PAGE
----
Academic journal article Journal of the Medical Library Association

Identities and Relationships: Parallels between Metadata and Professional Relevance

Academic journal article Journal of the Medical Library Association

Identities and Relationships: Parallels between Metadata and Professional Relevance

Article excerpt

DOl: http://dx.doi.0rg/1 0.31 63/1 536-5050 .100.2.003

Publishers' information discovery and access platforms use metadata to provide faceted displays, links to author profiles, and other enticing enhancements. I find it ironic that these competing products are essentially catalogs, craftily biased to promote their own brands of content. Not only do our library budgets pay and repay for this content, but we also fund the duplicative system development - which competes directly with our own efforts to provide integrated interfaces to our emerging digital libraries. This puts libraries at risk of diminished "market position" vis-à-vis such private-sector solutions, which benefit from the fragmentation that we strive to overcome.

Libraries are brand agnostic. I consider this impartiality, as well as our ethics and quality orientation, to be of strategic value. However, the declining popularity of library catalogs and interfaces suggests that we may not be as "user oriented" as we like to think. The fundamental problems relate to scope and content policy: arbitrary coverage of some resources or formats and not others; a general versus topical focus; awkward federation of cataloging, indexing, and full text; and notably thousands of separate efforts to do the same thing. In addition, metadata formats, which could be instrumental in addressing these problems, have tended toward the extremes - from the overly simple Dublin Core to the overly complex MARC and resource description framework (RDF) (discussed later). In both regards and due to the similarity of our user populations, I believe that medical librarians can capitalize on our shared values and reclaim the high ground in regard to information organization and access by cooperatively tailoring interfaces that actually fit our users' needs. Separately, we risk being outsmarted at our own game.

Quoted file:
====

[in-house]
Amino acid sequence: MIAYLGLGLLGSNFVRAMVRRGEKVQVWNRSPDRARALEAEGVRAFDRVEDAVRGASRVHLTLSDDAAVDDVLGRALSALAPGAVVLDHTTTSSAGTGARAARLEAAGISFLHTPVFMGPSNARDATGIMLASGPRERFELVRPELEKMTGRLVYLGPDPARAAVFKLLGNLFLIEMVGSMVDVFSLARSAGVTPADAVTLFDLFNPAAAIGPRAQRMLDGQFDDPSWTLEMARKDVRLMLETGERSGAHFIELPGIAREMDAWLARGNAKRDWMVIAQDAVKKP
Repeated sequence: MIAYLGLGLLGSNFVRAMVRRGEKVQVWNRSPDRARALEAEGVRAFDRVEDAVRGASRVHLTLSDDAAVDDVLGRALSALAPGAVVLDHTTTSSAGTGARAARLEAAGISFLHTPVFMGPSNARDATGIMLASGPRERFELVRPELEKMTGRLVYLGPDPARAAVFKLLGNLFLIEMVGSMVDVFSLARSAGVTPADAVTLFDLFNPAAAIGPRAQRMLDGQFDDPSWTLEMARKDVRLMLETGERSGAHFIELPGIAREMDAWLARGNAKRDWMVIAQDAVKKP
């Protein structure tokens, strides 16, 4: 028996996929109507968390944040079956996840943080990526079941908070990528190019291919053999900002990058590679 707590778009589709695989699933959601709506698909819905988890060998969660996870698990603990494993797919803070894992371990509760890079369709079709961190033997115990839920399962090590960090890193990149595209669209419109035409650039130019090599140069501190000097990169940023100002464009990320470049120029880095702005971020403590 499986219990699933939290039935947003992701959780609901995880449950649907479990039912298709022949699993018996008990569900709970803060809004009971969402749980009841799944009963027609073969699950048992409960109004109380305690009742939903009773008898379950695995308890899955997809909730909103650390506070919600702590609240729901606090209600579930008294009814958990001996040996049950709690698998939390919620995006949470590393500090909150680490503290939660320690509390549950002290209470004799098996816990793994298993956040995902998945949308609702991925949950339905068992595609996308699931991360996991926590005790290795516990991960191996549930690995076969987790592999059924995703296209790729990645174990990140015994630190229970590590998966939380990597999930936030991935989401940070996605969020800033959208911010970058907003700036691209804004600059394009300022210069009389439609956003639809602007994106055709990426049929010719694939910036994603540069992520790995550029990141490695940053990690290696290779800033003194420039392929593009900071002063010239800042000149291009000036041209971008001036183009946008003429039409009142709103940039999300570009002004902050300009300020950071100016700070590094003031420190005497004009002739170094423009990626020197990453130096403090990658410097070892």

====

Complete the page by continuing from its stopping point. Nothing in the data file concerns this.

To appreciate the gist of my thinking, some exploration of current metadata issues is in order. Two aspects of metadata - identities and relationships - are central to initiatives both within and outside the library profession. They parallel the familiar cross-references - "see," identifying a preferred synonym, and "see also," indicating a relationship - recorded in authority records and controlled vocabularies. Answers to the questions below explore how establishing identities is a fundamental prerequisite for building reliable relationships between specific instances of various kinds of metadata. Following these basics, I delve into current controversies involving relationships - both as a basis for organizing content on the web and for improving cataloging infrastructure - because these have become so entangled. Then, I discuss keywords, often raised as an alternative to metadata, before returning to my suggestion that medical libraries would fare better - together.

Why are identities important?

In any large corpus of material, clarity of reference becomes an issue. To uniquely identify a specific instance of something, assigning a widely accepted label or code serves as shorthand that allows people and computers to easily and consistently refer to the same thing. Notable examples are CrossRef's digital object identifier (DOI) for intellectual property management and the PubMed unique identifier (PMID) for journal articles. The scope of what is covered by the assigning agency may be a limiting factor, but the need for specific identifiers is universal, extending to events, organizations, works, and especially people.

Why do people need identifiers?

Establishing clear identities for people facilitates proper credit for and citation of their work but is a tougher proposition than for articles. While MEDLINE contains more than eighteen million citations, it contains more than sixtyfour million occurrences of author names. People have the same or similar names; change names due to marriage, divorce, and gender changes; write under different names for different purposes; use inconsistent forms of their names on different publications; vary the order of forenames and surnames; and use aliases and nicknames. …

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